Pastors and Leaders 2019 Workshops
Come Over and Help Us!
Presenter: Lawrence L. Giden
In this workshop, we will talk about what roles our pastors and church leaders play in helping provide social justice as it relates to the African-American community, whether in the house of God or in the local community. We will look at theological and historical references to support the importance of race relations and how our (Caucasian) brothers and sisters can help aid their counterparts in the struggle for racial equality and combatting racism.
Lawrence L. Giden received his Master of Arts degree in Christian Formation from AMBS in 2017. He has always had a passion for social justice in the African-American community and believes the church should be the leading voice not only in racial justice, but racial reconciliation. Lawrence founded Church in the Movement, which was a spiritual and educational program through IU South Bend's Civil Rights Heritage Center. The program brought together pastors and churches, religious organizations, and citizens to see the importance of the church with an educational focus on the role of churches during the Civil Rights Movement of the 1950s-60s. Lawrence serves as a licensed minister at Bethlehem House of Bread Ministries in Niles, MI. He is also a musician and teaches in the Sunday School department. He currently works as a mental health technician assisting patients with their goals through facilitating group discussions.
Embrace Enemy Love: a Playful Spiritual Practice
Presenters: Rianna Isaak-Krauss and Rebecca Slough
Play is a spiritual practice that helps us to love our neighbors in tense times. Through play with clear boundaries, we move our awareness from our heads to our hearts and into our bodies, embracing flexibility, improvisation, and freedom. We express different ways of knowing our childlike delight, our mischievous desires, and our identity as creative children of God. Play is a significant form of self care and a means for full-bodied prayer. It releases our tension, laughter, new possibilities, and the constant glut of information that we take into our spirits and bodies daily. Play allows us to practice letting go of control and discovering what messages and stories shape us deeply. These spiritual practices enable us to return to the hard work of loving others: imagine playing with those people with whom you deeply disagree or even with your enemies!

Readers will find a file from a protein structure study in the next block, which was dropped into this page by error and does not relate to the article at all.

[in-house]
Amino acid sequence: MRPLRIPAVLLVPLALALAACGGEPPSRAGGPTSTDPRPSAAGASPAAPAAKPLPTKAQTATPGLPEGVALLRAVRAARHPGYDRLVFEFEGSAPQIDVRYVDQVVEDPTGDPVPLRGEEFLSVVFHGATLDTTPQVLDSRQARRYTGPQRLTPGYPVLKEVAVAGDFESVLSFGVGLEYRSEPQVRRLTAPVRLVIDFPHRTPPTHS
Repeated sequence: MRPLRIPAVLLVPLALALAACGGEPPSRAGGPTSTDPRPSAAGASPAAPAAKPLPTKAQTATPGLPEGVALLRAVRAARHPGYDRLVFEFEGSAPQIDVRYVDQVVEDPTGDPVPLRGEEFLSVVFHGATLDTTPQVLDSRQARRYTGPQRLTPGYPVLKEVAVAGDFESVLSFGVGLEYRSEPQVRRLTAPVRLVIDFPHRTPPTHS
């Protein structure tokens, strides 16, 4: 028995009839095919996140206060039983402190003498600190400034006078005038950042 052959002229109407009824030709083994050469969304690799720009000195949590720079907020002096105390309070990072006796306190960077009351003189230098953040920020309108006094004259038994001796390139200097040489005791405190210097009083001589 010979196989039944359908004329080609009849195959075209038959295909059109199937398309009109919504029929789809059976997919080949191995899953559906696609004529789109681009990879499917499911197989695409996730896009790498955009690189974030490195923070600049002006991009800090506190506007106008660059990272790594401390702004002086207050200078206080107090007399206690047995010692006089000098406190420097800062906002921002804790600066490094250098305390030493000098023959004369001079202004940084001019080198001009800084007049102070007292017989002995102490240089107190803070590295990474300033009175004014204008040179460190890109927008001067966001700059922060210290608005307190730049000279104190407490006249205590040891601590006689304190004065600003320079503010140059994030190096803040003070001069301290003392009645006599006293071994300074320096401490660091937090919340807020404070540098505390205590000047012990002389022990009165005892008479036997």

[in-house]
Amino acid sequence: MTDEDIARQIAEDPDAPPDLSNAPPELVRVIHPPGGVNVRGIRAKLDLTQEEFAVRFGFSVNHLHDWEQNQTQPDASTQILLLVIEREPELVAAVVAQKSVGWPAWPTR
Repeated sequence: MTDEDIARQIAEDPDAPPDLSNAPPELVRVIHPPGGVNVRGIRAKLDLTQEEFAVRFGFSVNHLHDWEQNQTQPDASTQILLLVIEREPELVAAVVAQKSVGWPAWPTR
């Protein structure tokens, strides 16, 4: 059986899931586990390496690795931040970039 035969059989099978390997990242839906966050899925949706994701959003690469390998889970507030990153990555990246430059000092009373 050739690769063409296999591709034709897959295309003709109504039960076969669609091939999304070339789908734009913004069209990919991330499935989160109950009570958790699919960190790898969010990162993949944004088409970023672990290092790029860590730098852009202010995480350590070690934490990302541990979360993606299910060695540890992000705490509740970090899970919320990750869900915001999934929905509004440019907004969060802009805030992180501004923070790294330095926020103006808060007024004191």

Rianna Isaak-Krauss, of both Winnipeg, MB and Fresno, CA, is a current AMBS student working on her MA in Christian Formation, she is also in the process of being an certified InterPlay leader.
Rebecca Slough has played with the Goshen Interplay group for nearly 20 years. She served as academic dean at AMBS from 2007-2018. Some of those days held lots of opportunity to play and others not so much. Her time as dean was a continual improvisation. Before becoming dean, she served on the AMBS faculty for nine years teaching in the areas of worship and the arts.
GRID: The Goshen community supports our immigrant neighbors
Presenters: Bryan Mierau, Marbella Chavez, Mary E. Klassen and Richard Aguirre
The Center for Healing & Hope, based in Goshen, Ind., launched a practical and concrete effort to support immigrant neighbors when it began offering the Goshen Resident ID (GRID) card in late 2017.
Several staff and board members of the Center for Healing & Hope will share how they worked carefully to build community involvement for this effort. This included forming a task force of representatives from not-for-profits, churches, schools, financial institutions, media and city government, along with interested community members. Securing the endorsement of city government officials, seeking the support of civic networks, procuring start-up funds, and mobilizing volunteers from a cross-section of the community are part of the story.
Presenters will share their experiences of both successes and challenges with the goal of opening a conversation about what other communities are doing and what we can learn from each other to help vulnerable groups and people on the margins.
Bryan Mierau, executive director, Center for Healing and Hope
Marbella Chavez, immigrant resource coordinator, Center for Healing and Hope
Mary E. Klassen, communications specialist, Center for Healing and Hope
Richard Aguirre, Goshen College Community Impact Coordinator
Healthy Masculinity: On Being a Man
Presenters: Jamie Pitts, Don Neufeld and Steve Thomas
What does it mean to be a man? We need an alternative to toxic masculinity shown in the news nearly every day with men abusing power, dominating others and committing violence. In this workshop, we will explore healthy masculinity from an Anabaptist perspective, drawing on Peaceful at Heart: Embracing Healthy Masculinity to be published by the Institute of Mennonite Studies (IMS) and Wipf and Stock in February, 2019.
Led by Jamie Pitts, professor of theology at AMBS, Don Neufeld, clinical social worker, and Steve Thomas, U.S. Coordinator for Mennonite Men - each of whom contributed to this book project.
Reading the Bible With Neighbours and Strangers: Encountering the “Other” With - and Within - Scripture
Presenter: Bryan Moyer Suderman